In early 1994, the band released ‘Stay Together’, their highest charting single to date but the sound was different to what had gone before. The song was also a portent of what was to come. Multi-layered guitars, increased length of the songs and sounding like nothing else around it. Butler did not help the situation by being quite critical of Anderson in one of the few interviews he gave at the time. Tensions got so high that Butler began to record his parts for the second album separately from the rest of the band until he came to the studio to find that he would not be allowed in and his guitars were left on the street. The band finished the album with either Butler recording in another studio or with a session player playing Butlers’ parts from the demo recordings. Considering the tension that went into making this record, it is surprising how good it is even if it took some members of the music press a number of years to catch up. 

Suede would recruit in a new guitar player in Richard Oakes, and continue to release records to this day. However, what this collection looks to do is see what a B-Sides collection would have looked like if the band had decided to call it a day after ‘Dog Man Star’ had been released. Some of Suede’s B-Sides were excellent, which is was clearly shown when the band released the ‘Sci-Fi Lullabies’ collection which this album shares its title and artwork with. Unlike the version that came out in real life, no songs recorded with Oakes could be included. There is also a lot more songs from the first album sessions as well which shows the strength of material they had before they had even entered a recording studio. Overall, a good record that more than stands up on its own merits.  

Side A

  1. The Living Dead (Stay Together – 1994)
  2. Killing Of A Flash Boy (We Are The Pigs – 1994)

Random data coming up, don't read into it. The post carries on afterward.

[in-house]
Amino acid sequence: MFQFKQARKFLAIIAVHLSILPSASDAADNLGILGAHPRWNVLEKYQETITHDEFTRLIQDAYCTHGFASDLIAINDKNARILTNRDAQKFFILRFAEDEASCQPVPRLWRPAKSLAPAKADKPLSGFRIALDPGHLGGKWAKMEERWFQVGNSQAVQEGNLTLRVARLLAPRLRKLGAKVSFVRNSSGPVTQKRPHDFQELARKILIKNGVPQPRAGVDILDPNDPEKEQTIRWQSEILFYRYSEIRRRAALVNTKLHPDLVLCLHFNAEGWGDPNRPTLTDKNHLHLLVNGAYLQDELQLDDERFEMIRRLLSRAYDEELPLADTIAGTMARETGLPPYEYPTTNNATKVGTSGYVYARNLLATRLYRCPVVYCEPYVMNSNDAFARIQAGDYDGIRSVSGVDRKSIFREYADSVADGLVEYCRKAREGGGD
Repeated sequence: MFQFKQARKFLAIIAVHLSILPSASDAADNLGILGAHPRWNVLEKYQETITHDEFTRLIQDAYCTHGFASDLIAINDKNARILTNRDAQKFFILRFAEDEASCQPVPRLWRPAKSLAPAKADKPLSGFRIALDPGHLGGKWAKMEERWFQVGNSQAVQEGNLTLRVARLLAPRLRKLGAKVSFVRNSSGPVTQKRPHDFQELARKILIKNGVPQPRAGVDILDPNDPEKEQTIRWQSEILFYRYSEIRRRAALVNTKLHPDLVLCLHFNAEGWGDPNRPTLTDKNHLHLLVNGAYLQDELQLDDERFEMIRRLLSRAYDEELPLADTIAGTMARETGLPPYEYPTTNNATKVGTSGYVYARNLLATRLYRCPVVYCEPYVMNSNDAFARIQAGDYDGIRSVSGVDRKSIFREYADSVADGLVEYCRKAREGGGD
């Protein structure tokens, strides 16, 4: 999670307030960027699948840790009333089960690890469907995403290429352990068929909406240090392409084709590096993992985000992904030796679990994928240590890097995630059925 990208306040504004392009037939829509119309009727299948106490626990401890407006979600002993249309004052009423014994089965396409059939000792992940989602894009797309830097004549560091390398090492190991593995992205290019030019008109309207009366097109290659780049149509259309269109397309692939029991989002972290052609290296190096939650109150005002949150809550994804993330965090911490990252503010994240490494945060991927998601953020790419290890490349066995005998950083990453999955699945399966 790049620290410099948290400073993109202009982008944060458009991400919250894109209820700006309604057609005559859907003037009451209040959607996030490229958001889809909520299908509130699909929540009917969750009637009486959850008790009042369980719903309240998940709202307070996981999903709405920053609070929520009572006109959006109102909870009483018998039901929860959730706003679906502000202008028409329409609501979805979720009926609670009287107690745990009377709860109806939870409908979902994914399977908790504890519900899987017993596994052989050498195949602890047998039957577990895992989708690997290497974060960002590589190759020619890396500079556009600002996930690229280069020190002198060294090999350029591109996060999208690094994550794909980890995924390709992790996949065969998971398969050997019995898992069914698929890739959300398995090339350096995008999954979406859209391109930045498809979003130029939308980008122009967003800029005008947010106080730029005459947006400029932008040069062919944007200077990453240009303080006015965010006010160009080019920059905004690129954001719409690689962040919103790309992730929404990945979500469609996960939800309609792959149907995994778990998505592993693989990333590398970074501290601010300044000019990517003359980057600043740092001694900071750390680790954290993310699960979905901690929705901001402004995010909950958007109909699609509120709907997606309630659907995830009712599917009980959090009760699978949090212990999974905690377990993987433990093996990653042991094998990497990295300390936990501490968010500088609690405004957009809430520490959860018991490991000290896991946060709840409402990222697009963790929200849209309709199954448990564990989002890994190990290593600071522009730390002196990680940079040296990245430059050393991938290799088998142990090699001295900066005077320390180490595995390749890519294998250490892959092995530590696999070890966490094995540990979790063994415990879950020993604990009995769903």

3. He’s Dead (Metal Mickey – 1992)
  4. My Insatiable One (The Drowners – 1992)
  5. My Dark Star (Stay Together – 1994)
  6. Where The Pigs Don’t Fly (Metal Mickey – 1992)

Side B

  1. Modern Boys (The Wild One – 1994)
  2. Whipsnade (We Are The Pigs – 1994)
  3. High Rising (So Young – 1992)
  4. The Big Time (Animal Nitrate – 1993)
  5. To The Birds (The Drowners – 1993)

Part 2 – Lost Lullabies

When the real ‘Sci-Fi Lullabies’ came out in 1997, it was not a comprehensive collection of Suede’s B-Side. There were a number of tracks that did not make the cut. What I have done here, is to collect those lost songs to be a release all of their own. Called ‘Lost Lullabies’, it is weighed down by the Eno remix of ‘Introducing The Band’ which I first heard as the B-Side to the 12” single version of ‘The Wild Ones’. I think I played it once and for the second time when completing this collection. It is definitely something that does not warrant multiple plays. 

Side A

  1. Eno’s Introducing The Band (The Wild Ones – 1994)
  2. Feel (Lazy – 1997)

Side B

  1. Dolly (So Young – 1993)
  2. Digging A Hole (Lazy – 1997)
  3. Painted People (Animal Nitrate – 1993)
  4. Sam (Beautiful Ones – 1996)
  5. This World Needs A Father (The Wild Ones – 1994)
  6. Asda Town (The Wild Ones – 1994)

The cover is adapted from the original ‘Sci-Fi Lullabies’.